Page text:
Model Dogs

Yes, my dogs have to “work” for their keep. It’s not difficult, though it can be confusing for them at times


I often use my dogs to help me with my work. They wear test products (from flotation devices to breakaway safety collars), and they get called upon to learn any behavior being taught step-by-step by one of our training authors (both to test the clarity of the instructions and the efficacy of the methods). But they also get to sample any foods, treats, supplements, and chews that happen to arrive in my home office and play with any toys I am testing for durability and dog-appeal. Sometimes their avid interest in a toy or treat – or their ability to break something within minutes – will help form our opinion of a product.

All the while, I take note – and I take pictures. I document everything! Pictures of the good things they get to experience sometimes end up on our Instagram account (@dogsofwholedogjournal); photos of the less pleasant things that happen to them – from split nails (Woody, again and again) to neuter surgery (sorry, Boone) – get filed away to use if we ever publish an article on that topic.

The most difficult thing they sometimes have to do in the course of their “employment” is take part in training sessions to illustrate WDJ’s how-to articles. It’s one thing if I ask them to demonstrate something they already know how to do, or to learn a new trick; they enjoy training! I’m sure it’s a little confusing, though, when I try to compel them to do something for the camera that runs counter to our real training practice.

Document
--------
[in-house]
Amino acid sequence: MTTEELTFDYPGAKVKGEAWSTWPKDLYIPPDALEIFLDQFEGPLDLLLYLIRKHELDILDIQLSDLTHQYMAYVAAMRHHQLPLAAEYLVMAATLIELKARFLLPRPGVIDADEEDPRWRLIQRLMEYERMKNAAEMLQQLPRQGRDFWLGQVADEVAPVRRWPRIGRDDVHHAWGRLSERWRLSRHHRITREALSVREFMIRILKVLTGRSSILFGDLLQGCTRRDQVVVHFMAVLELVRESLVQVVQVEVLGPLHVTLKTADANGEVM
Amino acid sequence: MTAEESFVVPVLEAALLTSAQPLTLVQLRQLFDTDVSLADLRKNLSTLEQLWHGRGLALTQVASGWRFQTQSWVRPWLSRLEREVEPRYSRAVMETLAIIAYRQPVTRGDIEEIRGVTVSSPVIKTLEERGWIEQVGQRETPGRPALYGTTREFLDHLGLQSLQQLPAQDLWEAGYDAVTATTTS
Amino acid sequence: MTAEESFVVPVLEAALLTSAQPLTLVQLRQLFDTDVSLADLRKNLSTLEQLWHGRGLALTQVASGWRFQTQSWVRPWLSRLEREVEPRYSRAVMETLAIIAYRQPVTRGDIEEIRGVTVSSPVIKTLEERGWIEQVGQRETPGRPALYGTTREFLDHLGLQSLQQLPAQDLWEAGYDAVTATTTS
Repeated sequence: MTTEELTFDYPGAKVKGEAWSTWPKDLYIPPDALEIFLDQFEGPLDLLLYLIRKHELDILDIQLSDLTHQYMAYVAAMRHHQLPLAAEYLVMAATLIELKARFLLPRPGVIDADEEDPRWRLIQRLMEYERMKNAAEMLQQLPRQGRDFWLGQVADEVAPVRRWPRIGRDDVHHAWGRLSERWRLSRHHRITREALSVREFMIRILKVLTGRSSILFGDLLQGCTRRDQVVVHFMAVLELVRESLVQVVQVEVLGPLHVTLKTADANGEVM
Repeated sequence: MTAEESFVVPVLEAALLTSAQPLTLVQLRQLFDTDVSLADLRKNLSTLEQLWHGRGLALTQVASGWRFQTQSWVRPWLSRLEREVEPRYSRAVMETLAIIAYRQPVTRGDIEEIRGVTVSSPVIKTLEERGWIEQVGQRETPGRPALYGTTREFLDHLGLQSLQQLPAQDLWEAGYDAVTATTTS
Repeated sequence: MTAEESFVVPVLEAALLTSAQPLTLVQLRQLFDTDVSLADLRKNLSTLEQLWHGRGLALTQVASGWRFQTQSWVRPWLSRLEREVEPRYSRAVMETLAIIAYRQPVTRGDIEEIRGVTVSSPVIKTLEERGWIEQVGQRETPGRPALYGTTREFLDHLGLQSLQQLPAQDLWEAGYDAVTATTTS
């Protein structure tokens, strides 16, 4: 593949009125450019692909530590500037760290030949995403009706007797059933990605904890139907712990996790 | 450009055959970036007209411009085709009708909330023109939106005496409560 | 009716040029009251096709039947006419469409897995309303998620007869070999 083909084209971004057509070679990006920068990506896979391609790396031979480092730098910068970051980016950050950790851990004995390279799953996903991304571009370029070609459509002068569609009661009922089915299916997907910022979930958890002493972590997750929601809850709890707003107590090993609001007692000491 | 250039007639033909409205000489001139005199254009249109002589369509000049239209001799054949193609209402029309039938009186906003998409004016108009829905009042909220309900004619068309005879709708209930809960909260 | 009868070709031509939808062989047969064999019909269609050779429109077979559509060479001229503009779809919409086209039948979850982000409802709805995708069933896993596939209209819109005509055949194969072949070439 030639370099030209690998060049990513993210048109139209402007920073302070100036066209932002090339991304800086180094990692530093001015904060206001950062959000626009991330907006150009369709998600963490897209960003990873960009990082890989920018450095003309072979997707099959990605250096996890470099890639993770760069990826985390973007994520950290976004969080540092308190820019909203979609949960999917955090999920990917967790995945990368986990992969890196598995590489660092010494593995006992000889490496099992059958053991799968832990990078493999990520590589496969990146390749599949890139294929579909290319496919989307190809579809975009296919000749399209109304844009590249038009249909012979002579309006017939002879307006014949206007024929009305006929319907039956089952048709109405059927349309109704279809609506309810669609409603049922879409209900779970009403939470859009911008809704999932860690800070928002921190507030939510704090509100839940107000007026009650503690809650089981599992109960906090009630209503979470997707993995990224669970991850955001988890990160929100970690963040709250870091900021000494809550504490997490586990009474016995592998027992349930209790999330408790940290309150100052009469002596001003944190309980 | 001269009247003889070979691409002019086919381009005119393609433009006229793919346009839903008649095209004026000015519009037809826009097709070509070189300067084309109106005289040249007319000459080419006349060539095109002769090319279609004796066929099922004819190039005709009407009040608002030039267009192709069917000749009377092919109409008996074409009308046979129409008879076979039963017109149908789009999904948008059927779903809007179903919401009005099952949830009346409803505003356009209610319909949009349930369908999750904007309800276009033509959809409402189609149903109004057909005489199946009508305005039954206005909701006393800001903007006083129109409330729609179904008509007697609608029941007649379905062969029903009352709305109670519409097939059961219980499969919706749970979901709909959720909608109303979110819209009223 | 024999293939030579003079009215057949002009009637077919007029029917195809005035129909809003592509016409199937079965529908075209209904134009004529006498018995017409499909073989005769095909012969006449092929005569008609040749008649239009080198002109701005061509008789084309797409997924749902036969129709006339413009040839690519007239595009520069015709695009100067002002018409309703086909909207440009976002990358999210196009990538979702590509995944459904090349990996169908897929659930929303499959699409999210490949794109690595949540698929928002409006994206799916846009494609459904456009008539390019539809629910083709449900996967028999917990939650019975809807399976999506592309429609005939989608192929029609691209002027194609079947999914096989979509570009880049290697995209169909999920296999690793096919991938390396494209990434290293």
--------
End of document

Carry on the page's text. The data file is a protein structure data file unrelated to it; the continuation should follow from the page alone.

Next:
For example, at times in the past, for the sake of an illustrative photo, I’ve hyped Woody into jumping up on a friend in greeting, allowed Otto to bark at the mailman on the other side of the fence, and encouraged my son’s dog to appear as if he’s counter-surfing (I got some grief from my son about that!). And just today, I got some ham out of the refrigerator and did my best to inspire Boone to grab at the treat shark-fashion, teeth flashing and eyes rolled back in his head, the way he did in the first training classes I brought him to a month ago.

Why, you ask? In the case of Boone and the ham, I tried to capture what it looks like when a dog is stressed during a behavioral “temperature check” as explained in “Teach Your Dog to ‘Leave It’ Without Using a Cue” by a new training contributor, Jennifer Burns, owner of Conscious Dog Training in Texas. When Jennifer described how a dog takes a treat when he’s feeling stressed – too stressed to absorb much of a training session – I knew exactly what that looks like: Boone a month ago! Happily, Boone’s emotional “temperature” has gone down in new environments since then; the photo I took is just a dramatic (and delicious) recreation.